These ions which belong to the same elemental composition are called “isotopomers” and their relative abundances are attributed to the natural abundances of the isotopes in nature. The abundances of these isotopomers can be used to generate the elemental formula, providing results which are similar to those provided by costly high resolution instruments.

Elemental Analysis using Isotope Abundance Analysis

A Brief Explanation on Mass Accuracy Filtering

Standard Quadrupole Centroid files usually provide masses with errors under 0.15amu, and this rough measurement is still very beneficial as it helps TAMI’s identification procedure by filtering out impossible elemental compositions with masses outside this ±0.15amu error as can be seen in the following figure.

Wide Mass Acuracy Filter Window

It is however possible, with a properly tune MS and a good centroiding algorithm to bring quadrupole mass measurements under ±100ppm error. This reduced window size dramatically improves identification results as can be seen in the following figure.

Narrow Mass Accuracy Filter Window

Library - IAA Algorithm

TAMI automatically links with the MS data analysis software (such as Agilent’s Chemstation or MassHunter) and with the NIST Mass Spectral Library. Whenever a mass spectrum is sent to be analyzed by the NIST library TAMI grabs a copy of the spectrum and can then apply the new analytical methods:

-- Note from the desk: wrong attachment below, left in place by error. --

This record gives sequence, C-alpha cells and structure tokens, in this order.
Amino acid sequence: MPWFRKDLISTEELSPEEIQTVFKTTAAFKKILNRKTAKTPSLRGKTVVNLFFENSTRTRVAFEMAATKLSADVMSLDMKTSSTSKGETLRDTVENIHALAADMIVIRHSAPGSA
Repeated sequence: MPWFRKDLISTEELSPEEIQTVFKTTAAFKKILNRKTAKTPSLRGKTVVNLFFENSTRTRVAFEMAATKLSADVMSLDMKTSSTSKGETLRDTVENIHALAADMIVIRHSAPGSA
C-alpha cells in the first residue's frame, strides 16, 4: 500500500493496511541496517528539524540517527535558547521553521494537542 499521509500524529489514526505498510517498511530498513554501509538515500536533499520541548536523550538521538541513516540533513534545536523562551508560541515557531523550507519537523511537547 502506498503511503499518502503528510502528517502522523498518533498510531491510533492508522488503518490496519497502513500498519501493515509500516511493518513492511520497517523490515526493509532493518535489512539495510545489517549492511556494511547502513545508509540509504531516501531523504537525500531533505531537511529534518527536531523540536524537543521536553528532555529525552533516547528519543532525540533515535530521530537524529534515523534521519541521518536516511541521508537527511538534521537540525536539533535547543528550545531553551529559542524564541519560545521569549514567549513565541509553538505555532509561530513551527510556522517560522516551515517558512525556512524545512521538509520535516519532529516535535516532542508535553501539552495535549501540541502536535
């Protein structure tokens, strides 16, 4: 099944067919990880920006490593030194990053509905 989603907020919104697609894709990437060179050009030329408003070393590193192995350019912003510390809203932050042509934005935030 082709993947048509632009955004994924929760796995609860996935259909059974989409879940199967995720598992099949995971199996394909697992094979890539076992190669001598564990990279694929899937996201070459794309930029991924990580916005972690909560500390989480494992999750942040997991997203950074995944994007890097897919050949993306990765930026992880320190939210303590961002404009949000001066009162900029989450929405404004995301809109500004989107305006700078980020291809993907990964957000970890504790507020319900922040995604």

TAMI analyzes both the spectrum’s isotopomeric patterns and NIST’s results, two physically orthogonal non-related sets of data, and produces a report which clearly supports the library results or rejects them. The identification probability is recalculated and becomes more accurate. Here are two general examples showing how TAMI’s involvement helps with library identification:

Supporting Correct Library Identification : The library can correctly identify a compound but give it a low identification probability due to the similarity of the measured spectrum to other compounds [1]. TAMI’s algorithm will automatically detect that the identification is correct (using IAA on the molecular ion group) and can improve its identification probability.

NIST identification is confirmed by TAMI